Capitol Alert AM Newsletter

Final hurdle for anti-fracking bill + Ending sales tax breaks for warehouses

Hydraulic fracturing is currently used on between 10% to 20% of all oil and gas wells on public lands in Central California managed by the Bureau of Land Management Bakersfield Field Office. The BLM is in the process of reviewing the proposed environmental impact of fracking on new oil and gas leases.
Hydraulic fracturing is currently used on between 10% to 20% of all oil and gas wells on public lands in Central California managed by the Bureau of Land Management Bakersfield Field Office. The BLM is in the process of reviewing the proposed environmental impact of fracking on new oil and gas leases. Bureau of Land Management Bakersfield Field Office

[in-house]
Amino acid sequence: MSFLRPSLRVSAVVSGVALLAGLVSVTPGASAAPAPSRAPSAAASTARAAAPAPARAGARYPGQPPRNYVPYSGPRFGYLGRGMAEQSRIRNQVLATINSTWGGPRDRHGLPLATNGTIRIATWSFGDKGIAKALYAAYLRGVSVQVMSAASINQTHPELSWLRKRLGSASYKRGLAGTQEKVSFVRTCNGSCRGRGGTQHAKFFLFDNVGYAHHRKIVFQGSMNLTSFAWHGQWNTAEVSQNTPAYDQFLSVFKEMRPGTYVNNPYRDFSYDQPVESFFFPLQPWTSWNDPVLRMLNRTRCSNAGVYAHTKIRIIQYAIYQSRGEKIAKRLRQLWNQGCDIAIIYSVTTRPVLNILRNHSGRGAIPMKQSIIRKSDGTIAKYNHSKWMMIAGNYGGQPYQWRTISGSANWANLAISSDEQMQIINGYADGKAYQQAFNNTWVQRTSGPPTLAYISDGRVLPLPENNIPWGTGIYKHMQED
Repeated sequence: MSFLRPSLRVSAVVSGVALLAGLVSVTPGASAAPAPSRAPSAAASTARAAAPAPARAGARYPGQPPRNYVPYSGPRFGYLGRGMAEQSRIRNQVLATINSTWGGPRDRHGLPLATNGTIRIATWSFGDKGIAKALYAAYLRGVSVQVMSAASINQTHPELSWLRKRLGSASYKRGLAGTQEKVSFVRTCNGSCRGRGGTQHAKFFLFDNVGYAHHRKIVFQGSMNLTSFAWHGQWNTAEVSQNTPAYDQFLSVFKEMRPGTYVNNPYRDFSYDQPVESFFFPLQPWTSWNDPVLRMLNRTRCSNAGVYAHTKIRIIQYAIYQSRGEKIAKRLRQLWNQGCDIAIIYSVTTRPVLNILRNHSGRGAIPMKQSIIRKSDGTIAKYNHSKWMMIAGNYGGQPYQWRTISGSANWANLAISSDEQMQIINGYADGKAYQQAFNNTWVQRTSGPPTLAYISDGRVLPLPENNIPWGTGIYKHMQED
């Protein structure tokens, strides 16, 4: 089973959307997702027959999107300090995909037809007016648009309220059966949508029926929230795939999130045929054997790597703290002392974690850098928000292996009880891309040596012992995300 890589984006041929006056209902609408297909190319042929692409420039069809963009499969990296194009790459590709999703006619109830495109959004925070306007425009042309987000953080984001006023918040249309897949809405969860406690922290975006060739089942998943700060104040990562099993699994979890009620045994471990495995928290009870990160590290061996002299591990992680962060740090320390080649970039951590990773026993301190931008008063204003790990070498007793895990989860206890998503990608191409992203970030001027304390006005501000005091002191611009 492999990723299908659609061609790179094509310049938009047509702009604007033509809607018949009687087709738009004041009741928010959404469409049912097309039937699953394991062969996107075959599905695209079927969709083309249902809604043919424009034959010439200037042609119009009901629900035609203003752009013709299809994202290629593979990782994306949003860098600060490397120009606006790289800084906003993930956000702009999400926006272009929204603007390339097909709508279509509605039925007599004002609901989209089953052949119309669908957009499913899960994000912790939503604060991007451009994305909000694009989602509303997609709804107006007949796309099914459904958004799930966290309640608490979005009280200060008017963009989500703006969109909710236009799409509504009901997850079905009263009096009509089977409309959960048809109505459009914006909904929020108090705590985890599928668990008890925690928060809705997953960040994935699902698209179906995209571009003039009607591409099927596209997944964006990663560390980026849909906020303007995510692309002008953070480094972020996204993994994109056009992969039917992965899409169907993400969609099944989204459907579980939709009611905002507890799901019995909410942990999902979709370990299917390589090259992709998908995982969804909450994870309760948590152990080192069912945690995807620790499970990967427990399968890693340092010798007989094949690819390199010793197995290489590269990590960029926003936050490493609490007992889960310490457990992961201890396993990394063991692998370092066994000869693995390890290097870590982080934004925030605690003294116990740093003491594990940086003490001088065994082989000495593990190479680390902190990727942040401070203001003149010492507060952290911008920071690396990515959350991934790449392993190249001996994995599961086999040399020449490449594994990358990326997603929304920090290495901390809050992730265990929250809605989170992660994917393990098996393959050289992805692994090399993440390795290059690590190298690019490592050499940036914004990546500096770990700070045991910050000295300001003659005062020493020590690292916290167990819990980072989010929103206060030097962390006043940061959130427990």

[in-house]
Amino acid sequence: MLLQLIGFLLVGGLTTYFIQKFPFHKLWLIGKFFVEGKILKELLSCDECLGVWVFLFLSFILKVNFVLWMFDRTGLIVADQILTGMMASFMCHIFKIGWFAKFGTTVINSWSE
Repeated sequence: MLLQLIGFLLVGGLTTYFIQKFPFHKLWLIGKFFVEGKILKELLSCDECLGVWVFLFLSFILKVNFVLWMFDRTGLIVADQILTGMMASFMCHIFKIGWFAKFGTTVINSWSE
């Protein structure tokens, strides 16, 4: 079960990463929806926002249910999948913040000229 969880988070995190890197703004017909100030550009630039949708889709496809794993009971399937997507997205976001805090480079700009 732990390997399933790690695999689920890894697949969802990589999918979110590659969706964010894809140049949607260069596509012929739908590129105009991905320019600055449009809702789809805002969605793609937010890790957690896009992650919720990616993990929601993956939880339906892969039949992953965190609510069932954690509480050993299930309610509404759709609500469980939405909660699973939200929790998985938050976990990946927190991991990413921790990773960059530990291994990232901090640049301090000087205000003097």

Good morning, California! We’re a mere four days from session’s end.

Senate gavels in at noon, the Assembly an hour later.

‘THIS LAND IS YOUR LAND’

A bill to prohibit new leases for oil and gas drilling on federal lands in California could be on the Assembly floor today for a vote on yet another effort by Democratic lawmakers to fight President Donald Trump’s environmental policies.

The Senate approved the measure with two votes to spare on a 23-9 margin last week, despite last-minute lobbying from the oil industry.

Relevant — The Trump administration announced earlier this year that it would open up nearly 1 million acres of federal land in California in the Central Valley and along the Central Coast to allow for more fracking of oil and gas. The decision ended a five-year freeze since the federal government last issued new fracking leases.